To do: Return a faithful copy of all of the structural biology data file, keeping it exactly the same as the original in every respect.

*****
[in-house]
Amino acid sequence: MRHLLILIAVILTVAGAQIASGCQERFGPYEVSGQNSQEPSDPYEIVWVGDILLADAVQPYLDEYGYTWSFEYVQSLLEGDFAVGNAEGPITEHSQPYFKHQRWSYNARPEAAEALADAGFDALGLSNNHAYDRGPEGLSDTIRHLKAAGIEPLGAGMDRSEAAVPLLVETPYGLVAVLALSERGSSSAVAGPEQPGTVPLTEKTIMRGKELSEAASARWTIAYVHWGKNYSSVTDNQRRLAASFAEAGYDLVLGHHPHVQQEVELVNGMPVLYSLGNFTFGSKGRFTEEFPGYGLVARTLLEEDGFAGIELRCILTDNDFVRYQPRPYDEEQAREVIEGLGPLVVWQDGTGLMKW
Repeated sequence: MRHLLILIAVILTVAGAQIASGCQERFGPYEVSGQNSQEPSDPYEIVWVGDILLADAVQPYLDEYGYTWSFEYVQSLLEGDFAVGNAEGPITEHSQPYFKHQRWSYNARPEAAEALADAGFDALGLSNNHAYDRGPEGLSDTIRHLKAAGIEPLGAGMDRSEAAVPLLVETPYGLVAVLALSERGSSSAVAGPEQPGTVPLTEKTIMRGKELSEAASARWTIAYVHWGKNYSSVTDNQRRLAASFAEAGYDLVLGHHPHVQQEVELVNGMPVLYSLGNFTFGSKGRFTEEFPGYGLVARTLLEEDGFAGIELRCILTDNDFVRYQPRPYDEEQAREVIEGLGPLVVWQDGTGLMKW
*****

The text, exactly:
[in-house]
Amino acid sequence: MRHLLILIAVILTVAGAQIASGCQERFGPYEVSGQNSQEPSDPYEIVWVGDILLADAVQPYLDEYGYTWSFEYVQSLLEGDFAVGNAEGPITEHSQPYFKHQRWSYNARPEAAEALADAGFDALGLSNNHAYDRGPEGLSDTIRHLKAAGIEPLGAGMDRSEAAVPLLVETPYGLVAVLALSERGSSSAVAGPEQPGTVPLTEKTIMRGKELSEAASARWTIAYVHWGKNYSSVTDNQRRLAASFAEAGYDLVLGHHPHVQQEVELVNGMPVLYSLGNFTFGSKGRFTEEFPGYGLVARTLLEEDGFAGIELRCILTDNDFVRYQPRPYDEEQAREVIEGLGPLVVWQDGTGLMKW
Repeated sequence: MRHLLILIAVILTVAGAQIASGCQERFGPYEVSGQNSQEPSDPYEIVWVGDILLADAVQPYLDEYGYTWSFEYVQSLLEGDFAVGNAEGPITEHSQPYFKHQRWSYNARPEAAEALADAGFDALGLSNNHAYDRGPEGLSDTIRHLKAAGIEPLGAGMDRSEAAVPLLVETPYGLVAVLALSERGSSSAVAGPEQPGTVPLTEKTIMRGKELSEAASARWTIAYVHWGKNYSSVTDNQRRLAASFAEAGYDLVLGHHPHVQQEVELVNGMPVLYSLGNFTFGSKGRFTEEFPGYGLVARTLLEEDGFAGIELRCILTDNDFVRYQPRPYDEEQAREVIEGLGPLVVWQDGTGLMKW